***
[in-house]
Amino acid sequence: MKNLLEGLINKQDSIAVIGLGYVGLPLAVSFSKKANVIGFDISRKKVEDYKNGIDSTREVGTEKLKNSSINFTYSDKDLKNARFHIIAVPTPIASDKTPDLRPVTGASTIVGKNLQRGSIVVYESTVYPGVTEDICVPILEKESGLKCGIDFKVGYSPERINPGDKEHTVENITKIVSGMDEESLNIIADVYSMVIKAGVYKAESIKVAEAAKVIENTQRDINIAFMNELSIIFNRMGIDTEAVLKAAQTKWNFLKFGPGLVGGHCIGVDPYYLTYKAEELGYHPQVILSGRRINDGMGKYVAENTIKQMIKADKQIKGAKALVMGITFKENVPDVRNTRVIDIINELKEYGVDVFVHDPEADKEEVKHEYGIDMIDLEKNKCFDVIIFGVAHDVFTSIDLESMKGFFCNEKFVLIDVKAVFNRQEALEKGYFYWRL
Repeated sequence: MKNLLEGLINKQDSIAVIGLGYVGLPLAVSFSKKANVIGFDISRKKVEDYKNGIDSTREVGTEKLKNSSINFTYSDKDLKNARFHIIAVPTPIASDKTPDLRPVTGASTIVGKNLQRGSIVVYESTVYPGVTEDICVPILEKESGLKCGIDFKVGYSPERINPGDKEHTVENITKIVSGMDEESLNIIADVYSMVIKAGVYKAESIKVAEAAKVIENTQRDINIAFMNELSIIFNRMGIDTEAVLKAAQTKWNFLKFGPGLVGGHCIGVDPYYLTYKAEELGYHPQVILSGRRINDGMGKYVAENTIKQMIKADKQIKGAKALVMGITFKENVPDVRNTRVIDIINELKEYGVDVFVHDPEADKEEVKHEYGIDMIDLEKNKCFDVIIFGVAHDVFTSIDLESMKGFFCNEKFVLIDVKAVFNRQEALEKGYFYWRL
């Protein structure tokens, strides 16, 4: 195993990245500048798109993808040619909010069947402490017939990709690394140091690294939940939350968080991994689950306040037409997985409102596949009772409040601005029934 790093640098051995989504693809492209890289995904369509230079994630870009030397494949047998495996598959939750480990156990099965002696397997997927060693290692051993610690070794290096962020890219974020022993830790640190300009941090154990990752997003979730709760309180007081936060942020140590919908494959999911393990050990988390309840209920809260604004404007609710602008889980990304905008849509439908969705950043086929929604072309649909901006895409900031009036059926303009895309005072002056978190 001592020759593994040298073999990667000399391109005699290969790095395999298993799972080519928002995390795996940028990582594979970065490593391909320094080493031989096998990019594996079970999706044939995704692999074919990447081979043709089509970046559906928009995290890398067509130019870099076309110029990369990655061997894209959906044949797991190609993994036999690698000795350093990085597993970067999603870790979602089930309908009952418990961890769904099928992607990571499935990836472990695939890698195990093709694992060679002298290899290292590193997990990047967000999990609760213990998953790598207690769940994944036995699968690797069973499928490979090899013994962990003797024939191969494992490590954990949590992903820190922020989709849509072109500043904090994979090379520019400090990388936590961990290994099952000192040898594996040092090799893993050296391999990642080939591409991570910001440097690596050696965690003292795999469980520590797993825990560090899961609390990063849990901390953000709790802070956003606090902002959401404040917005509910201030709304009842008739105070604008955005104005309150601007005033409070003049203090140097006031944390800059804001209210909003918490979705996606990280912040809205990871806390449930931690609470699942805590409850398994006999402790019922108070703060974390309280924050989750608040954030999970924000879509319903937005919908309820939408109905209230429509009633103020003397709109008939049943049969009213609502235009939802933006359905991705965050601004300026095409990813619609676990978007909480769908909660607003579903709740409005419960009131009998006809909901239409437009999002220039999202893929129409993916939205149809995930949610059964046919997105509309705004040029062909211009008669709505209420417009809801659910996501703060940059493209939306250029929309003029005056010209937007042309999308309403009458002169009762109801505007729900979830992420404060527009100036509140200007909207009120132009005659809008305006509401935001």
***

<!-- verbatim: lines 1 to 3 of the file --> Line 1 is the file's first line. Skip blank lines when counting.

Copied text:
[in-house]
Amino acid sequence: MKNLLEGLINKQDSIAVIGLGYVGLPLAVSFSKKANVIGFDISRKKVEDYKNGIDSTREVGTEKLKNSSINFTYSDKDLKNARFHIIAVPTPIASDKTPDLRPVTGASTIVGKNLQRGSIVVYESTVYPGVTEDICVPILEKESGLKCGIDFKVGYSPERINPGDKEHTVENITKIVSGMDEESLNIIADVYSMVIKAGVYKAESIKVAEAAKVIENTQRDINIAFMNELSIIFNRMGIDTEAVLKAAQTKWNFLKFGPGLVGGHCIGVDPYYLTYKAEELGYHPQVILSGRRINDGMGKYVAENTIKQMIKADKQIKGAKALVMGITFKENVPDVRNTRVIDIINELKEYGVDVFVHDPEADKEEVKHEYGIDMIDLEKNKCFDVIIFGVAHDVFTSIDLESMKGFFCNEKFVLIDVKAVFNRQEALEKGYFYWRL
Repeated sequence: MKNLLEGLINKQDSIAVIGLGYVGLPLAVSFSKKANVIGFDISRKKVEDYKNGIDSTREVGTEKLKNSSINFTYSDKDLKNARFHIIAVPTPIASDKTPDLRPVTGASTIVGKNLQRGSIVVYESTVYPGVTEDICVPILEKESGLKCGIDFKVGYSPERINPGDKEHTVENITKIVSGMDEESLNIIADVYSMVIKAGVYKAESIKVAEAAKVIENTQRDINIAFMNELSIIFNRMGIDTEAVLKAAQTKWNFLKFGPGLVGGHCIGVDPYYLTYKAEELGYHPQVILSGRRINDGMGKYVAENTIKQMIKADKQIKGAKALVMGITFKENVPDVRNTRVIDIINELKEYGVDVFVHDPEADKEEVKHEYGIDMIDLEKNKCFDVIIFGVAHDVFTSIDLESMKGFFCNEKFVLIDVKAVFNRQEALEKGYFYWRL